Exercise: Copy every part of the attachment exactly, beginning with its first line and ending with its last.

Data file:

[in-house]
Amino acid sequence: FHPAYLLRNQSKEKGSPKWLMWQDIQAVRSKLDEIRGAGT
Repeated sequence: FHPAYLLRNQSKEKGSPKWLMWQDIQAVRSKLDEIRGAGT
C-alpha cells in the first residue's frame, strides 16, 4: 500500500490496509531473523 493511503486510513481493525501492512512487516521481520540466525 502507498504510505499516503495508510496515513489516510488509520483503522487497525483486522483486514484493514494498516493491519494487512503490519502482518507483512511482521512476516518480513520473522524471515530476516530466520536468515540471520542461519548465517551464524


[in-house]
Amino acid sequence: FHPAYLLRNQSKEKGSPKWLMWQDIQAVRSKLDEIRGAGT
Repeated sequence: FHPAYLLRNQSKEKGSPKWLMWQDIQAVRSKLDEIRGAGT
C-alpha cells in the first residue's frame, strides 16, 4: 500500500490496509531473523 493511503486510513481493525501492512512487516521481520540466525 502507498504510505499516503495508510496515513489516510488509520483503522487497525483486522483486514484493514494498516493491519494487512503490519502482518507483512511482521512476516518480513520473522524471515530476516530466520536468515540471520542461519548465517551464524